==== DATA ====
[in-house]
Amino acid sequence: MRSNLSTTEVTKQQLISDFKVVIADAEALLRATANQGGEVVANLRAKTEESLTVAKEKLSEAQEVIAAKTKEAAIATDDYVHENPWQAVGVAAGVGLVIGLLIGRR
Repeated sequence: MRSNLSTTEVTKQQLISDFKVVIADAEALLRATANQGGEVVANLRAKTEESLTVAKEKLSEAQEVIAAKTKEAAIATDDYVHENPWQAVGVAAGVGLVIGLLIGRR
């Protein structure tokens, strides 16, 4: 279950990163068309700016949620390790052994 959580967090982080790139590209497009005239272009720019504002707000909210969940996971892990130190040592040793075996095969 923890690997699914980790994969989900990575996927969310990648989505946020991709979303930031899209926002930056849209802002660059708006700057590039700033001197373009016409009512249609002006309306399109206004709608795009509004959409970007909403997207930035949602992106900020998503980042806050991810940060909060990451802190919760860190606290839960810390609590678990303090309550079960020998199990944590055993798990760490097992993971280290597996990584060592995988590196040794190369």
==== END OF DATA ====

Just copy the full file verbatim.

[in-house]
Amino acid sequence: MRSNLSTTEVTKQQLISDFKVVIADAEALLRATANQGGEVVANLRAKTEESLTVAKEKLSEAQEVIAAKTKEAAIATDDYVHENPWQAVGVAAGVGLVIGLLIGRR
Repeated sequence: MRSNLSTTEVTKQQLISDFKVVIADAEALLRATANQGGEVVANLRAKTEESLTVAKEKLSEAQEVIAAKTKEAAIATDDYVHENPWQAVGVAAGVGLVIGLLIGRR
């Protein structure tokens, strides 16, 4: 279950990163068309700016949620390790052994 959580967090982080790139590209497009005239272009720019504002707000909210969940996971892990130190040592040793075996095969 923890690997699914980790994969989900990575996927969310990648989505946020991709979303930031899209926002930056849209802002660059708006700057590039700033001197373009016409009512249609002006309306399109206004709608795009509004959409970007909403997207930035949602992106900020998503980042806050991810940060909060990451802190919760860190606290839960810390609590678990303090309550079960020998199990944590055993798990760490097992993971280290597996990584060592995988590196040794190369």